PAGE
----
Selection of vegetated habitat by brown shrimp, Penaeus aztecus, in a Galveston Bay salt marsh




Zimmerman, R.J.
Minello, T.J.
Zamora, G., Jr.

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U.S. Dept. of Commerce, National Oceanic and Atmospheric Administration, National Marine Fisheries Service


Densities of the brown shrimp, Penaeus aztecus, in vegetated and nonvegetated habitats of a Galveston West Bay salt marsh were compared. Each of 81 sample pairs taken between 29 March and 23 July 1982 consisted of one sample from Spartina alterniflora habitat and another from nonvegetated habitat. Overall a mean density for shrimp of 11.7/m2 in vegetation was significantly greater than the mean density of 1.4/m2 in nonvegetated habitat (P<0.001, t-test, 81 paired observations). In addition, shrimp densities varied according to a pattern of lower numbers and less apparent attraction in the outer bayside part of the marsh to that of highest numbers and greatest attraction in the innermost marsh. Accordingly, respective means for the outer, middle, and inner marsh zones in vegetated/nonvegetated sample pairs were 7.5/2.3, 11.0/1.0, and 16.6/0.6. Simple presence or absence of S. alterniflora, area covered by vegetation, and location within the marsh were the primary observed correlates to shrimp density patterns. Mean high water in vegetation was 22.1 cm compared with 41.8 cm for adjacent nonvegetated habitat, making vegetated habitat less accessible during periods of low water. Mechanisms that may have enhanced utilization of vegetated habitat for P. aztecus were reticulation in salt marsh macrostructure, relatively low tidal range, and seasonal periods of high water. The nursery function of the salt marsh was confirmed by dominance of small shrimp, with 95% of all individuals being smaller than 50 mm in rostrum through telson length. During April, the maximum mean density of postlarvae under 30 mm was 16.4/m2. Recruitment of postlarvae continued throughout the summer. A 2.8 milimeters squared drop sampler, used to obtain the data, was found to be 2 to 5 times more effective for estimating densities of P. aztecus than trawls or seines. Consequently, our study improved the accuracy of estimates on estuarine shrimp densities, while also providing reliable evidence that P. aztecus may select for vegetated marsh habitat.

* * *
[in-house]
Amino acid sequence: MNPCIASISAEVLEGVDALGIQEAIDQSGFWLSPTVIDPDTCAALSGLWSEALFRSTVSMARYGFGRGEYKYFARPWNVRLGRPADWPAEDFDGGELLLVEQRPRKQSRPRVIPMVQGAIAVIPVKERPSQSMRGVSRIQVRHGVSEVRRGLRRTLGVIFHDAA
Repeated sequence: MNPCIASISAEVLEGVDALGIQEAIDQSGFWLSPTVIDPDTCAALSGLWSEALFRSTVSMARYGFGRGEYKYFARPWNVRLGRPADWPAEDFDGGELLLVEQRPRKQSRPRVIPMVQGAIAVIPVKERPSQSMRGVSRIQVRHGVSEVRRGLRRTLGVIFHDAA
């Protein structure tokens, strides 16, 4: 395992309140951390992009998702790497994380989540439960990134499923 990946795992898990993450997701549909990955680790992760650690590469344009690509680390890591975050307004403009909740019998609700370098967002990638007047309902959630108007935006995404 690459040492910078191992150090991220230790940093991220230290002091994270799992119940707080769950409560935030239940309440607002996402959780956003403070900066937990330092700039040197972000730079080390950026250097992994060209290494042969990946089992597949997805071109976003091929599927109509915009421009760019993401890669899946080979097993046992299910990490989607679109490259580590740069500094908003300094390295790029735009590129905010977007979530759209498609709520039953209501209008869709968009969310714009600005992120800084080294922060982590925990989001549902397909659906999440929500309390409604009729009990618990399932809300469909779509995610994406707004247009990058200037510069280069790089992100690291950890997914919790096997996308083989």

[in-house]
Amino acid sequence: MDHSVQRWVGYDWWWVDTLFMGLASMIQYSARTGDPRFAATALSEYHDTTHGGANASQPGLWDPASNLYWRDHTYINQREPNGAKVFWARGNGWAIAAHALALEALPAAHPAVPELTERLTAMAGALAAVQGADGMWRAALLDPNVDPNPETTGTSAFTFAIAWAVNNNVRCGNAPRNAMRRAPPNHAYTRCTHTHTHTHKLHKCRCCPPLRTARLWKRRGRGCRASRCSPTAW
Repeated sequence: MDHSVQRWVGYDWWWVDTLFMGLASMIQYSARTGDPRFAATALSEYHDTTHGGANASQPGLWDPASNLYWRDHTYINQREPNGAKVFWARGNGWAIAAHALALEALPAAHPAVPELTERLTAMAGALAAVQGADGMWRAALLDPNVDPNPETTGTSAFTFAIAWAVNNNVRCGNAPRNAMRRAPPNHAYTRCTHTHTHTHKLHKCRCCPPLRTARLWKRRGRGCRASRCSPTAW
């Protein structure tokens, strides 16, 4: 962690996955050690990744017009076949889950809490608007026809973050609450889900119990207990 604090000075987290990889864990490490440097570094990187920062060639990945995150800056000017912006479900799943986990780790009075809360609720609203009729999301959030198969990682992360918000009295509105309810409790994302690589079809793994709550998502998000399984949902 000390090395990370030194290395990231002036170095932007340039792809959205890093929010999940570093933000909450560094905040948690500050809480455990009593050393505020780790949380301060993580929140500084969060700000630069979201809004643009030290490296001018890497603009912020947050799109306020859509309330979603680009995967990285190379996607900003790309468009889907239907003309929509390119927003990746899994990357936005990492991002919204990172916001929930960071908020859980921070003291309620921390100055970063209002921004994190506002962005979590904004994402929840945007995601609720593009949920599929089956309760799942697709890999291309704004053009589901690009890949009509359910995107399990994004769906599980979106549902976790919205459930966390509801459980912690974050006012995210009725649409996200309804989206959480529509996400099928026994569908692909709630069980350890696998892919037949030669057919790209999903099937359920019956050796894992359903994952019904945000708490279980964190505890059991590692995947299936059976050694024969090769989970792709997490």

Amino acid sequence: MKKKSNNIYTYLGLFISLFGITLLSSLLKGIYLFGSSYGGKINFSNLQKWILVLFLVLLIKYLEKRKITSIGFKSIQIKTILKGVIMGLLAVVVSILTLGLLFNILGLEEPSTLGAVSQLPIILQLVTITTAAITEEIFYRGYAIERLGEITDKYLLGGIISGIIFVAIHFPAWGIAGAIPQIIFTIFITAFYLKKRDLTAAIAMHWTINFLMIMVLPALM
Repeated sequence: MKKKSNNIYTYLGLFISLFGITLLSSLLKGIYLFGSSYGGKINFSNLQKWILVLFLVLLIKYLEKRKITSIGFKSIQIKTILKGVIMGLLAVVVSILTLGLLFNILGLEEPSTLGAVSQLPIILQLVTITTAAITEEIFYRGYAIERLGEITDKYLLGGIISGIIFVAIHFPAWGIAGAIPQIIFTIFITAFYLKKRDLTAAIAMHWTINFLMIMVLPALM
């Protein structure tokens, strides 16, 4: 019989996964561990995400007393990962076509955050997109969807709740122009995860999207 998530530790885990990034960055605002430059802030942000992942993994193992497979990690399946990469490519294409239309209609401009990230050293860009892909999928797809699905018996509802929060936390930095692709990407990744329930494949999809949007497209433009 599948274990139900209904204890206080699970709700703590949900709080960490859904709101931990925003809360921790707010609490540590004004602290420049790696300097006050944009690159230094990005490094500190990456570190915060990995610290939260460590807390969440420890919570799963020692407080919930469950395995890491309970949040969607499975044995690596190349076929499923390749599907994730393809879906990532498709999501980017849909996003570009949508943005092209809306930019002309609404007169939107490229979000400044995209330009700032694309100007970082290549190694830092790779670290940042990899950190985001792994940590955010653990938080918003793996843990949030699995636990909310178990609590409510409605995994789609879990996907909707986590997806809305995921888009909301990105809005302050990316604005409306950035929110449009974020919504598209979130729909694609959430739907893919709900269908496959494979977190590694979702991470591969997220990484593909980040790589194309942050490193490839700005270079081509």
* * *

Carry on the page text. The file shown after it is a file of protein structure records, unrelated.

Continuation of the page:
pgs. 325-336


brown shrimp, Penaeus aztecus, abundance, habitat, salt marshes, estuaries, nursery grounds, Spartina alterniflora, vegetation cover, marshes